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Brics’ bid for new world order

THE fifth summit of Brics (Brazil, Russia, India, China and South Africa) countries, the first in Africa, which ended in Durban yesterday gave further momentum to efforts by key representatives of emerging markets and the developing world to create a new global order.

Editors Memo with Dumisani Muleya

Brics, an acronym coined by British economist and retiring chairman of Goldman Sachs Asset Management Jim O’Neill, wants to ensure a new trajectory in global economic development, while contributing to peace and security.

In the process, it seeks to contribute towards establishing a more equitable and fair world.

Its emergence has now come to symbolise a gradual shift in global economic power away from the developed G7 economies to emerging markets, hence needless hostility by some Western administrations and interested parties.

Attempts at achieving this have been underway for some time, with the Emerging and Growth-Leading Economies (Eagles), which include Brics members and other economies like South Korea, Malaysia, Taiwan, Mexico, Indonesia, Thailand, Turkey, Egypt and Nigeria, among others, being another such initiative.

The eThekwini Declaration, named after the alternate name for Durban, set the future agenda for the bloc by launching a Brics business council; five think tanks; multilateral infrastructure financing agreements; and a development bank as part of its bid to promote global growth, sustain macro-economic stability and investments.

This came at a time when the world is facing multiple challenges on which Brics got a useful and timely opportunity to consult and co-ordinate.

Brics has also been urging faster movement on reform of institutions of global political and economic governance, while encouraging different forms of engagement to encourage global peace and security.

While it is important to analyse and critique the Brics initiative, there is need to support such initiatives to reform and redefine the global political, security and economic order to ensure progress.

Even if Brics controls 21% of the world’s US$70 trillion economy and 43% of its seven billion population, it won’t be easy to ensure change in a unipolar world controlled by a domineering United States, the only superpower.

Besides a deeply entrenched prevailing order and resistance to reform, Brics does not as yet have the critical mass to secure sustainable change.

Therefore Brics countries must not unnecessarily come across as hostile rivals to Western institutions, but progressive counterweights in the balance of power.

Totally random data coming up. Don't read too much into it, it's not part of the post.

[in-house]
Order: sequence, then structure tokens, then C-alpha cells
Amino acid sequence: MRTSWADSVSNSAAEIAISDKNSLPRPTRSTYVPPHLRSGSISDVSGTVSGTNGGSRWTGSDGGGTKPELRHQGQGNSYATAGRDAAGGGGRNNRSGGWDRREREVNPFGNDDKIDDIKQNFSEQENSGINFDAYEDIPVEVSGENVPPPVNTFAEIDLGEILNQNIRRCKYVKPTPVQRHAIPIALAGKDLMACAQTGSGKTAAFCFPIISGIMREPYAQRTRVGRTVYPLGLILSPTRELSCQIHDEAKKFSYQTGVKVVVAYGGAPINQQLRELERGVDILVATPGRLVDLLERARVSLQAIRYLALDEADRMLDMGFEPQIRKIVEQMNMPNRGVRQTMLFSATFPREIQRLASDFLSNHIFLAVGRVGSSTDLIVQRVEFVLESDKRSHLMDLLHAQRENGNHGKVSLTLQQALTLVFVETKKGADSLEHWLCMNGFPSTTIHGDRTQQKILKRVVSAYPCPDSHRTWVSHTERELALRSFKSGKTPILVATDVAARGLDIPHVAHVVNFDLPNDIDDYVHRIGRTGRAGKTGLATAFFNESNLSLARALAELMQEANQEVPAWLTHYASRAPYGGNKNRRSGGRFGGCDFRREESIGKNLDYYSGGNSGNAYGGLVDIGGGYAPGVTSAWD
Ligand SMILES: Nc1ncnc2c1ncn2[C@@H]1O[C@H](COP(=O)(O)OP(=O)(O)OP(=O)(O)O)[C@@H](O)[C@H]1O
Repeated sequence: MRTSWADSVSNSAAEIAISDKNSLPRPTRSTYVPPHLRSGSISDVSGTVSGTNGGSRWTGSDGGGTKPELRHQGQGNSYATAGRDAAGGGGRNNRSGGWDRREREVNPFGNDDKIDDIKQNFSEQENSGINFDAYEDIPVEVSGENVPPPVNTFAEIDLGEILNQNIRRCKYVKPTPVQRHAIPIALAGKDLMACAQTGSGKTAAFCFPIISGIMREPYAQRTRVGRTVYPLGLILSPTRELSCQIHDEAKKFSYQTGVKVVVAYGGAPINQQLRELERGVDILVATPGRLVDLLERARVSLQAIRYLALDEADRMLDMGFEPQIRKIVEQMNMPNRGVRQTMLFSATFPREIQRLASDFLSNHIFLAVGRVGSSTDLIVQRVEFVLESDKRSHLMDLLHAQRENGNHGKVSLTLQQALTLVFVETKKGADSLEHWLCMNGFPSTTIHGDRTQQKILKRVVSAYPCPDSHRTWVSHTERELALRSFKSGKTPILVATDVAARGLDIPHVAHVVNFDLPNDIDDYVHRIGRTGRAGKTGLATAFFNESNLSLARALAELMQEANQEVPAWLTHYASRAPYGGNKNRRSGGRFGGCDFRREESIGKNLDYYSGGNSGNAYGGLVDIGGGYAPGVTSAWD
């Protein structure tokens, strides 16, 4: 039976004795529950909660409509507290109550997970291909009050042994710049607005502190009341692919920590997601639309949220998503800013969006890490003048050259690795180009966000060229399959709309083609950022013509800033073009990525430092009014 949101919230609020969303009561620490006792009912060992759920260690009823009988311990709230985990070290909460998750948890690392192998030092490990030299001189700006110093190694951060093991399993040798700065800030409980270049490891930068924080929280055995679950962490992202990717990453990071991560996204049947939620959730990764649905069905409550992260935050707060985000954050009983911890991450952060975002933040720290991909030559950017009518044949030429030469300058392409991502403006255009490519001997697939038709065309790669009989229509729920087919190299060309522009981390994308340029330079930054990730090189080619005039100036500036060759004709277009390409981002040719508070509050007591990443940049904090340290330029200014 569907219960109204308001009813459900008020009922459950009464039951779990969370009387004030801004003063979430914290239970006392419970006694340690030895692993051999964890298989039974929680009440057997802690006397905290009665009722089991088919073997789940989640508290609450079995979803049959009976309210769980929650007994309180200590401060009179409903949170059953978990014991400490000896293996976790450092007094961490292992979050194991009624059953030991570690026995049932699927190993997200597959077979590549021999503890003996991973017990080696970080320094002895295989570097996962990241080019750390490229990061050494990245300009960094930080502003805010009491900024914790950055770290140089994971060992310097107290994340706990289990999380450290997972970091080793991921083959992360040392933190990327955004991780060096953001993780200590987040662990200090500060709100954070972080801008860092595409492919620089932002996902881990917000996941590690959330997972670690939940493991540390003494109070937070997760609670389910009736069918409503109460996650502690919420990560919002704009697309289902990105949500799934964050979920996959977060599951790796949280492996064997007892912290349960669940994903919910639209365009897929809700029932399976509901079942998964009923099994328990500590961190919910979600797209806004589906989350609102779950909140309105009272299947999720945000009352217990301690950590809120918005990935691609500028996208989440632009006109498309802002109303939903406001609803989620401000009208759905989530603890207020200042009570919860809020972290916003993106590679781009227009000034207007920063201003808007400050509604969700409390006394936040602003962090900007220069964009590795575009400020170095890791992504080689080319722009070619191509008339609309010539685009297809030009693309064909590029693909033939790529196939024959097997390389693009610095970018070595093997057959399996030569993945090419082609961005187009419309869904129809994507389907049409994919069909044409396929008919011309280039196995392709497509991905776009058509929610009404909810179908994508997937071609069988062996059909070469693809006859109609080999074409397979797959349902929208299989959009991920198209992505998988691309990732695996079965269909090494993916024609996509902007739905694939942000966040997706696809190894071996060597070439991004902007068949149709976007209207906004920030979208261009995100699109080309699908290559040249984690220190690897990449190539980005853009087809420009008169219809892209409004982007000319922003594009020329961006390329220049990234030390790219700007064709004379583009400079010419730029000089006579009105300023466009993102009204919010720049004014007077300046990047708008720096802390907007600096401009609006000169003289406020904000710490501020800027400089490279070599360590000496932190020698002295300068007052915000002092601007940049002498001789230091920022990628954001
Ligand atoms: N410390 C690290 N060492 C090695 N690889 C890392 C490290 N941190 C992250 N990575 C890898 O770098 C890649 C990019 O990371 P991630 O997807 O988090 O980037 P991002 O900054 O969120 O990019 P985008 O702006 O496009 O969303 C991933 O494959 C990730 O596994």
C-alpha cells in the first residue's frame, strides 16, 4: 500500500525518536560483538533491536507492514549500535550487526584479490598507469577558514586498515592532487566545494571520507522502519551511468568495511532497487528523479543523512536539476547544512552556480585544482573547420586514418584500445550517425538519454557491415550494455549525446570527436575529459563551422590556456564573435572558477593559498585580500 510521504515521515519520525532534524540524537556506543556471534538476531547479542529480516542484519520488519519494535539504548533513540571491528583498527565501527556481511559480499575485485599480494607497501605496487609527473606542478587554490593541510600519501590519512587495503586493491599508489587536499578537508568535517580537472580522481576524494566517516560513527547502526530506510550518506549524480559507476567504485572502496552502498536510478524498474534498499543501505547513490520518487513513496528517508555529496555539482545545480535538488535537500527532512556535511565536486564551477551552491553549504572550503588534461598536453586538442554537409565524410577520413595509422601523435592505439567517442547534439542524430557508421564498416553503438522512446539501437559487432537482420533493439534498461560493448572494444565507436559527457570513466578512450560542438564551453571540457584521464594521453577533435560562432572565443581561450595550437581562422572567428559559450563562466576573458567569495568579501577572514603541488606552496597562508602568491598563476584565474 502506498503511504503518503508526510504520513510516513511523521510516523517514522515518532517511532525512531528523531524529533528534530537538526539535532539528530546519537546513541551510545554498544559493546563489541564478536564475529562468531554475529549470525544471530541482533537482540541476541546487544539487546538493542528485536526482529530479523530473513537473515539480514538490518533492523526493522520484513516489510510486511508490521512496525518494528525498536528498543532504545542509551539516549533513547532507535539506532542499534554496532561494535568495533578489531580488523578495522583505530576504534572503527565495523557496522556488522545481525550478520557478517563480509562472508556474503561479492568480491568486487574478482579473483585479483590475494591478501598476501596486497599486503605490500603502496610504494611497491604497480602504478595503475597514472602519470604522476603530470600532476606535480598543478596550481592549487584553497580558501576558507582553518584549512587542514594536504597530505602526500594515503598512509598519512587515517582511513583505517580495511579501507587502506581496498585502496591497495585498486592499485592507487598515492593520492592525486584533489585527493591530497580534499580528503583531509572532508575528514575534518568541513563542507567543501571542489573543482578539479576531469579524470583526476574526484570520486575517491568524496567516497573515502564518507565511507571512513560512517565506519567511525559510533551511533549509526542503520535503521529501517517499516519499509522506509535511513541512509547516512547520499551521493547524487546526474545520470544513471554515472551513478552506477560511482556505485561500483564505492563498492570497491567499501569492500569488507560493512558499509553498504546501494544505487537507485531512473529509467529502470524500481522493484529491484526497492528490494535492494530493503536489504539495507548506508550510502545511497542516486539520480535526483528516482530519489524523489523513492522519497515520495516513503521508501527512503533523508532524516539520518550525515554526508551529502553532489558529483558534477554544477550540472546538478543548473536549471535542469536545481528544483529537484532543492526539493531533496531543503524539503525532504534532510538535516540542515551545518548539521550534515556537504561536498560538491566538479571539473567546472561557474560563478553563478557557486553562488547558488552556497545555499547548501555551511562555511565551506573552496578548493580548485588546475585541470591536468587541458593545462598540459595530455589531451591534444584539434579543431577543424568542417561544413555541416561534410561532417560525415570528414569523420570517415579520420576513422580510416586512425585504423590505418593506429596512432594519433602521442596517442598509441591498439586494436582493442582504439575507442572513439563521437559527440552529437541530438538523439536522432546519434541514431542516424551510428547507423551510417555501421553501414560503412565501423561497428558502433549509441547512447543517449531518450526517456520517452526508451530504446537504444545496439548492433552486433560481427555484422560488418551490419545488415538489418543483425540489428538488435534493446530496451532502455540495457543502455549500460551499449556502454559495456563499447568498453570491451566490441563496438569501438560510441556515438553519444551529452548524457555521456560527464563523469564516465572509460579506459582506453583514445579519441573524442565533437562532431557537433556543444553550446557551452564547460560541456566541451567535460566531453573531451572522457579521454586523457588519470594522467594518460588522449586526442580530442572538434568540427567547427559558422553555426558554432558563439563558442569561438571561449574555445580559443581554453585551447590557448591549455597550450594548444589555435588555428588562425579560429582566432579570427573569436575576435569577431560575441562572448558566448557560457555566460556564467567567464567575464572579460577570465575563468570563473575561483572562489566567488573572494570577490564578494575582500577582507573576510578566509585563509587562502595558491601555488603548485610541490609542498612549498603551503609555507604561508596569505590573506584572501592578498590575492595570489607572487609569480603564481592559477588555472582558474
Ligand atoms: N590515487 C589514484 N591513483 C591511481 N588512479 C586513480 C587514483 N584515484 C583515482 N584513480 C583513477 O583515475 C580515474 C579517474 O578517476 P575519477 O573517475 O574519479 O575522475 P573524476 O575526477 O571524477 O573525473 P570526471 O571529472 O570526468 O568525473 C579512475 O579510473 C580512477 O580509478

Besides, Brics also has its own internal dynamics, including serious flaws, and hence needs to shelve its differences over strategic objectives to establish more common interests.

Its member states have different social systems and follow different ideologies. Its member states are some of the most unequal societies on earth and instead of capitalising from each other’s advantages they might multiply and reproduce their defects.

The good thing though is they largely have shared interests and hold comparable views on how to address the pressing issues obstructing global development. Given their huge potential they can bring measurable changes across the world.

There is an urgent need to establish a peaceful international system and promote democracy and equality in international relations, as opposed to the current Cold War approach. The only trouble though is besides India, Brazil and South Africa, the two biggest Brics member states, China and Russia, are authoritarian.

Many countries around the world want a fairer and more equitable global economic and financial order to replace the one dominated by major developed economies, especially the US due to its control over global institutions, including the International Monetary Fund and World Bank.

So Brics’ strategic objective to help shape a more democratic, fairer, multipolar world, and ensure the United Nations plays the central role in world affairs is useful. China and Russia are permanent UN Security Council members.

And if India, Brazil and South Africa succeed in getting permanent security council seats, it will further bolster Brics’ position and influence while helping in the creation of a new global order.

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